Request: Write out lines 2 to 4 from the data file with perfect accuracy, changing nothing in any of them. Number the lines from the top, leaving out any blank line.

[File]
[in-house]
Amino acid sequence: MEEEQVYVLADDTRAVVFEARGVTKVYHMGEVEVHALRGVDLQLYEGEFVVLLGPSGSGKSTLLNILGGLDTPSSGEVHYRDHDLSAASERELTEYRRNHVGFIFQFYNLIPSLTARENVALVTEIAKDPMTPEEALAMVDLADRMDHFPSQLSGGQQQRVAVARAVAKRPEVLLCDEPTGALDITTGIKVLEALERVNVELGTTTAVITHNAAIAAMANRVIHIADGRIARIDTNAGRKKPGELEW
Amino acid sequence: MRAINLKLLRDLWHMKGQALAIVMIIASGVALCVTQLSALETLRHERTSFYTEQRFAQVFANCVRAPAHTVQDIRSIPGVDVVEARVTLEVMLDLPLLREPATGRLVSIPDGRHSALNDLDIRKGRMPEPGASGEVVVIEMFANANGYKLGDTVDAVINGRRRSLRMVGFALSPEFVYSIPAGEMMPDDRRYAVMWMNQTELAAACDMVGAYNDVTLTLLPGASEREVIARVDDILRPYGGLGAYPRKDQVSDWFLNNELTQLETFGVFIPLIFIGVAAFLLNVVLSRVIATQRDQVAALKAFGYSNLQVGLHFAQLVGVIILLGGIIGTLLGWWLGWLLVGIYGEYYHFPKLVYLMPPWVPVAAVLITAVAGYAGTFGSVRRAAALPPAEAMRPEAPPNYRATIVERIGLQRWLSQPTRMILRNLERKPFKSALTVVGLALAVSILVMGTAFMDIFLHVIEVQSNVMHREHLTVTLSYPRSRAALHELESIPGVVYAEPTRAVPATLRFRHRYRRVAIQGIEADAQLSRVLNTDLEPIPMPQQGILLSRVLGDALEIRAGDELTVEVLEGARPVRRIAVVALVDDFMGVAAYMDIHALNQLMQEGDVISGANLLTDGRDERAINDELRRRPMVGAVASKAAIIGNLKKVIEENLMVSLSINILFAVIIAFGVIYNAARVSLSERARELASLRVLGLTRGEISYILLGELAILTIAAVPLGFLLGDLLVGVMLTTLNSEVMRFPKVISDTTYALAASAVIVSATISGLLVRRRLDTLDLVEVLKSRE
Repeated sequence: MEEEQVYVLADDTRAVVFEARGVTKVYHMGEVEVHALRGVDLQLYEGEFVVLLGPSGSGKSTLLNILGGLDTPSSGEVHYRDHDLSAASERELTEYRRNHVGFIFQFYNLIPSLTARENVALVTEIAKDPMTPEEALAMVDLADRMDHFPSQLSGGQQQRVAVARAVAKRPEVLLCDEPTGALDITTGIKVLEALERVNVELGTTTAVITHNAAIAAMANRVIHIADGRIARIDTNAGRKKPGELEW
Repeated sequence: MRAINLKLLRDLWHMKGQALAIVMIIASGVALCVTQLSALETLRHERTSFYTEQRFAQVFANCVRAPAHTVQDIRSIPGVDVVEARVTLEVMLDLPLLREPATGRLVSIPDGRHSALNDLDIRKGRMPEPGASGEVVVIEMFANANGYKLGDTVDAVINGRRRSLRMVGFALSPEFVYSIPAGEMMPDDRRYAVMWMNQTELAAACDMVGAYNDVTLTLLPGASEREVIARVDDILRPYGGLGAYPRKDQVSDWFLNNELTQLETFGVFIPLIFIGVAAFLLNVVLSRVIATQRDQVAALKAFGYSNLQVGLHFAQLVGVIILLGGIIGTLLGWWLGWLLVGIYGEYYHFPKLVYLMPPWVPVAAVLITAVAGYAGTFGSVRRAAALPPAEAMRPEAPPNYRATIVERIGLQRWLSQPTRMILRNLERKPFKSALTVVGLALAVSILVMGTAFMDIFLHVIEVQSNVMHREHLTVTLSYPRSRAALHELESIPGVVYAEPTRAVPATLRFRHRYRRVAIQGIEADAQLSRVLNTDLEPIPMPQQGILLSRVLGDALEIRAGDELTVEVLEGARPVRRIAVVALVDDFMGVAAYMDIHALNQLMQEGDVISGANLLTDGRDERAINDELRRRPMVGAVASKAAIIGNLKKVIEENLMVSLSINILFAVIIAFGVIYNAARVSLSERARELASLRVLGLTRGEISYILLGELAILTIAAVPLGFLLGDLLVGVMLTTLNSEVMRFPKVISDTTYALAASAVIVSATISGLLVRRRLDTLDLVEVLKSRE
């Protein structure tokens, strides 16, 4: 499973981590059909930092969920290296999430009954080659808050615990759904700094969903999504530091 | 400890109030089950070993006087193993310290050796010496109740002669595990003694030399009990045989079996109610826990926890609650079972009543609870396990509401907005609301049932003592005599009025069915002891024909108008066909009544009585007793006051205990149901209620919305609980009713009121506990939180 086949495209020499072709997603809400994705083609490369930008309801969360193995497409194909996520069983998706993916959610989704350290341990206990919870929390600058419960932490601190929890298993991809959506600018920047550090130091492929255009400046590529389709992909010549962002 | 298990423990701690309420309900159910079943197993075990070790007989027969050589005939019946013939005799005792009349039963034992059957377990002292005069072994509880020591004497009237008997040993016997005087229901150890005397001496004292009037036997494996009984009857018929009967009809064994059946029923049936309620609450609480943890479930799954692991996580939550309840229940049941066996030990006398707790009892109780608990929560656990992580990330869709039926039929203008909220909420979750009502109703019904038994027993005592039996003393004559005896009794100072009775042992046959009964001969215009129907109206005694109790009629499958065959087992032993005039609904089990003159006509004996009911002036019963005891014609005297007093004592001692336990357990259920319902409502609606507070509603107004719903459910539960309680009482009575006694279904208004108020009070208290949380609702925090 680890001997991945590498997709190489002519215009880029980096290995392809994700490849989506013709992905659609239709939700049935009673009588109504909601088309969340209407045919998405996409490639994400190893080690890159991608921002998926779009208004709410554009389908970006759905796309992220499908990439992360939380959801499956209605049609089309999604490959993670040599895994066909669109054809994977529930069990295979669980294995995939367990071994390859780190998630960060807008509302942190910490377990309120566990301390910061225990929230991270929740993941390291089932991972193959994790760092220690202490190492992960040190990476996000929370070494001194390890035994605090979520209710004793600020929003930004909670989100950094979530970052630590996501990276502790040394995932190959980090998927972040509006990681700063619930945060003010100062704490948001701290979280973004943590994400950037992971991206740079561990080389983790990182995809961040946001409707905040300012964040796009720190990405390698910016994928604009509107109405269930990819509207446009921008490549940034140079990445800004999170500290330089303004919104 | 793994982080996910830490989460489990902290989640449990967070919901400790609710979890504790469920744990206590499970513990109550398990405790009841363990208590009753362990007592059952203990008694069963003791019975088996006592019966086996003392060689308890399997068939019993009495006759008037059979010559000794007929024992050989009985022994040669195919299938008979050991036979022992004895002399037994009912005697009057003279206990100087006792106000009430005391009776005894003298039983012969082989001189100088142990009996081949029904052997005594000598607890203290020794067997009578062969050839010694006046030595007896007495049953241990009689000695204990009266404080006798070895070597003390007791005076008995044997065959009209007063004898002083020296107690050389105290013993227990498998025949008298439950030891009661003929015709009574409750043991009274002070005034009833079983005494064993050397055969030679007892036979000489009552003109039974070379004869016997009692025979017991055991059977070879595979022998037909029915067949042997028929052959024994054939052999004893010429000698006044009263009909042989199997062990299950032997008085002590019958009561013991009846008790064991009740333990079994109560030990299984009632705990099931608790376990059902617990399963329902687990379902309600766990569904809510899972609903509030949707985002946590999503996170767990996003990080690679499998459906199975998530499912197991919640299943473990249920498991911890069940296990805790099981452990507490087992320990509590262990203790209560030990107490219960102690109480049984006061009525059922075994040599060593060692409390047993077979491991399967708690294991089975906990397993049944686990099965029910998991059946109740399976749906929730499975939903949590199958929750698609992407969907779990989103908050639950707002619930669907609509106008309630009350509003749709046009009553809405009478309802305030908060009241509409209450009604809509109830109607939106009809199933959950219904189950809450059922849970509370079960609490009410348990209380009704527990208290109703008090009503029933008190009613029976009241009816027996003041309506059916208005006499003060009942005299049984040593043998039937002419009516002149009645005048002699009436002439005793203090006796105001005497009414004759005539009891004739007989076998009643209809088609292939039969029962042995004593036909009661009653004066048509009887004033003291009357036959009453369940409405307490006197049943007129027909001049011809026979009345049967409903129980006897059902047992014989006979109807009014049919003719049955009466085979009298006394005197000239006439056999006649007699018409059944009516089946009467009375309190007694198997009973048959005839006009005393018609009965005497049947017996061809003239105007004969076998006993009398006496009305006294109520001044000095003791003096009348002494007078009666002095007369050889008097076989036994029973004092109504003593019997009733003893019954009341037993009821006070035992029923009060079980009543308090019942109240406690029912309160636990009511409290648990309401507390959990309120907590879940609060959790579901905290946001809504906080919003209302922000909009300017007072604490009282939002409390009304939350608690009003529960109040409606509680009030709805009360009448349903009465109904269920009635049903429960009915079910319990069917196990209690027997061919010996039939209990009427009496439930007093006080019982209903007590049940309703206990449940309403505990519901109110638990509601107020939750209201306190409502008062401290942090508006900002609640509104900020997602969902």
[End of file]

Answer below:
Amino acid sequence: MEEEQVYVLADDTRAVVFEARGVTKVYHMGEVEVHALRGVDLQLYEGEFVVLLGPSGSGKSTLLNILGGLDTPSSGEVHYRDHDLSAASERELTEYRRNHVGFIFQFYNLIPSLTARENVALVTEIAKDPMTPEEALAMVDLADRMDHFPSQLSGGQQQRVAVARAVAKRPEVLLCDEPTGALDITTGIKVLEALERVNVELGTTTAVITHNAAIAAMANRVIHIADGRIARIDTNAGRKKPGELEW
Amino acid sequence: MRAINLKLLRDLWHMKGQALAIVMIIASGVALCVTQLSALETLRHERTSFYTEQRFAQVFANCVRAPAHTVQDIRSIPGVDVVEARVTLEVMLDLPLLREPATGRLVSIPDGRHSALNDLDIRKGRMPEPGASGEVVVIEMFANANGYKLGDTVDAVINGRRRSLRMVGFALSPEFVYSIPAGEMMPDDRRYAVMWMNQTELAAACDMVGAYNDVTLTLLPGASEREVIARVDDILRPYGGLGAYPRKDQVSDWFLNNELTQLETFGVFIPLIFIGVAAFLLNVVLSRVIATQRDQVAALKAFGYSNLQVGLHFAQLVGVIILLGGIIGTLLGWWLGWLLVGIYGEYYHFPKLVYLMPPWVPVAAVLITAVAGYAGTFGSVRRAAALPPAEAMRPEAPPNYRATIVERIGLQRWLSQPTRMILRNLERKPFKSALTVVGLALAVSILVMGTAFMDIFLHVIEVQSNVMHREHLTVTLSYPRSRAALHELESIPGVVYAEPTRAVPATLRFRHRYRRVAIQGIEADAQLSRVLNTDLEPIPMPQQGILLSRVLGDALEIRAGDELTVEVLEGARPVRRIAVVALVDDFMGVAAYMDIHALNQLMQEGDVISGANLLTDGRDERAINDELRRRPMVGAVASKAAIIGNLKKVIEENLMVSLSINILFAVIIAFGVIYNAARVSLSERARELASLRVLGLTRGEISYILLGELAILTIAAVPLGFLLGDLLVGVMLTTLNSEVMRFPKVISDTTYALAASAVIVSATISGLLVRRRLDTLDLVEVLKSRE
Repeated sequence: MEEEQVYVLADDTRAVVFEARGVTKVYHMGEVEVHALRGVDLQLYEGEFVVLLGPSGSGKSTLLNILGGLDTPSSGEVHYRDHDLSAASERELTEYRRNHVGFIFQFYNLIPSLTARENVALVTEIAKDPMTPEEALAMVDLADRMDHFPSQLSGGQQQRVAVARAVAKRPEVLLCDEPTGALDITTGIKVLEALERVNVELGTTTAVITHNAAIAAMANRVIHIADGRIARIDTNAGRKKPGELEW